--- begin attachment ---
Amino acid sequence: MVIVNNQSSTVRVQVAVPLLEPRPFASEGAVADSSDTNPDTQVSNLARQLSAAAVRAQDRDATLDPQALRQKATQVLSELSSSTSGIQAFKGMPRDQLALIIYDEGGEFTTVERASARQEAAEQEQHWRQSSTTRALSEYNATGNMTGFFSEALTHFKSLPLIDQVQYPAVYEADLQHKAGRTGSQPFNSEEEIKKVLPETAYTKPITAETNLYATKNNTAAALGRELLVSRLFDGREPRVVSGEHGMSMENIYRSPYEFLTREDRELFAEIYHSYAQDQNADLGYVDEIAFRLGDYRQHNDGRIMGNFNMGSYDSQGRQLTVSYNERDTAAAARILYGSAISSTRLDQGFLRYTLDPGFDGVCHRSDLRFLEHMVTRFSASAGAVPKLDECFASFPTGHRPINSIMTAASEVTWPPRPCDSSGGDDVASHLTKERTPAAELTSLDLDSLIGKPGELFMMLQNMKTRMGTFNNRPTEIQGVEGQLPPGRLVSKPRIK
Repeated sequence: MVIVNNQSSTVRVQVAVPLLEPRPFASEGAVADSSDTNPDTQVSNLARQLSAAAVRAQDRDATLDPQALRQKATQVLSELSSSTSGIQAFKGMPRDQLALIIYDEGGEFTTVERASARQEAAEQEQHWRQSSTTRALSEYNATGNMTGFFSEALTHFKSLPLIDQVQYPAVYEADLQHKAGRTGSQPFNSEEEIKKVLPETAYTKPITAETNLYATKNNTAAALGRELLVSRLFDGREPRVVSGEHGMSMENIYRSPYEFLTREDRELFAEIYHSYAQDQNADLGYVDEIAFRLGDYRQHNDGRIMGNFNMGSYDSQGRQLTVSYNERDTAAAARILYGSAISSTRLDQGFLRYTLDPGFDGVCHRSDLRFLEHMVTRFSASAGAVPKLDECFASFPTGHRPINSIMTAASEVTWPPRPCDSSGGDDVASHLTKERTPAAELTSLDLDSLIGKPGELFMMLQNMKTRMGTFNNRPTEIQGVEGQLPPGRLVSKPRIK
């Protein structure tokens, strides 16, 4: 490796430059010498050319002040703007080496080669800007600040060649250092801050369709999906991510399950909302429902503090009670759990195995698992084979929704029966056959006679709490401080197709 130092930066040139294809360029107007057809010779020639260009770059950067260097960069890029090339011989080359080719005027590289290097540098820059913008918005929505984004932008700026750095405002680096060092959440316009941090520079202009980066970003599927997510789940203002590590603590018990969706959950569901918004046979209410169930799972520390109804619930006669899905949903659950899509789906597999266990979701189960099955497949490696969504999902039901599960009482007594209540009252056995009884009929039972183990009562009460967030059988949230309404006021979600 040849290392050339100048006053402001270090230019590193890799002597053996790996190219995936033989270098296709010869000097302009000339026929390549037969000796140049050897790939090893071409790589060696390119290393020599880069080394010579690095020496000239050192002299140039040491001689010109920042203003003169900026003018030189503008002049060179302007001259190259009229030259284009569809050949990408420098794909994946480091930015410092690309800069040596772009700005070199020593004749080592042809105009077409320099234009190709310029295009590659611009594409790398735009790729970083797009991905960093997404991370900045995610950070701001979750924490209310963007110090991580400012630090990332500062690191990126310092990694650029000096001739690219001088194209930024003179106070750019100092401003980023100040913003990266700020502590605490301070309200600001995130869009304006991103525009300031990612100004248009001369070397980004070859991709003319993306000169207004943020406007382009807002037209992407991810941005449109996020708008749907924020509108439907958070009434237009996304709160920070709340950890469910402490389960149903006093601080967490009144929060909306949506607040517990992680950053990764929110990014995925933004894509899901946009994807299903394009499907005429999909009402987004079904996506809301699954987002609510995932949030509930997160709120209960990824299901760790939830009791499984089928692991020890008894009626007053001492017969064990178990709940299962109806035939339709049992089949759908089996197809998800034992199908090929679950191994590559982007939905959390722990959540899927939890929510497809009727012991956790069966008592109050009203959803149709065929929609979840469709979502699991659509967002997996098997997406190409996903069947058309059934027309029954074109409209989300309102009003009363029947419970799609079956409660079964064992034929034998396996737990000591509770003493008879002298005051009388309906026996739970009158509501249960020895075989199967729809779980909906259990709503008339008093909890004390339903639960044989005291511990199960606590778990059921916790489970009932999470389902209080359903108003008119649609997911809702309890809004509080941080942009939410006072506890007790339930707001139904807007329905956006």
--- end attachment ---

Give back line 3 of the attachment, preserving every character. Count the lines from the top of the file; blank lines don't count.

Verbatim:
């Protein structure tokens, strides 16, 4: 490796430059010498050319002040703007080496080669800007600040060649250092801050369709999906991510399950909302429902503090009670759990195995698992084979929704029966056959006679709490401080197709 130092930066040139294809360029107007057809010779020639260009770059950067260097960069890029090339011989080359080719005027590289290097540098820059913008918005929505984004932008700026750095405002680096060092959440316009941090520079202009980066970003599927997510789940203002590590603590018990969706959950569901918004046979209410169930799972520390109804619930006669899905949903659950899509789906597999266990979701189960099955497949490696969504999902039901599960009482007594209540009252056995009884009929039972183990009562009460967030059988949230309404006021979600 040849290392050339100048006053402001270090230019590193890799002597053996790996190219995936033989270098296709010869000097302009000339026929390549037969000796140049050897790939090893071409790589060696390119290393020599880069080394010579690095020496000239050192002299140039040491001689010109920042203003003169900026003018030189503008002049060179302007001259190259009229030259284009569809050949990408420098794909994946480091930015410092690309800069040596772009700005070199020593004749080592042809105009077409320099234009190709310029295009590659611009594409790398735009790729970083797009991905960093997404991370900045995610950070701001979750924490209310963007110090991580400012630090990332500062690191990126310092990694650029000096001739690219001088194209930024003179106070750019100092401003980023100040913003990266700020502590605490301070309200600001995130869009304006991103525009300031990612100004248009001369070397980004070859991709003319993306000169207004943020406007382009807002037209992407991810941005449109996020708008749907924020509108439907958070009434237009996304709160920070709340950890469910402490389960149903006093601080967490009144929060909306949506607040517990992680950053990764929110990014995925933004894509899901946009994807299903394009499907005429999909009402987004079904996506809301699954987002609510995932949030509930997160709120209960990824299901760790939830009791499984089928692991020890008894009626007053001492017969064990178990709940299962109806035939339709049992089949759908089996197809998800034992199908090929679950191994590559982007939905959390722990959540899927939890929510497809009727012991956790069966008592109050009203959803149709065929929609979840469709979502699991659509967002997996098997997406190409996903069947058309059934027309029954074109409209989300309102009003009363029947419970799609079956409660079964064992034929034998396996737990000591509770003493008879002298005051009388309906026996739970009158509501249960020895075989199967729809779980909906259990709503008339008093909890004390339903639960044989005291511990199960606590778990059921916790489970009932999470389902209080359903108003008119649609997911809702309890809004509080941080942009939410006072506890007790339930707001139904807007329905956006």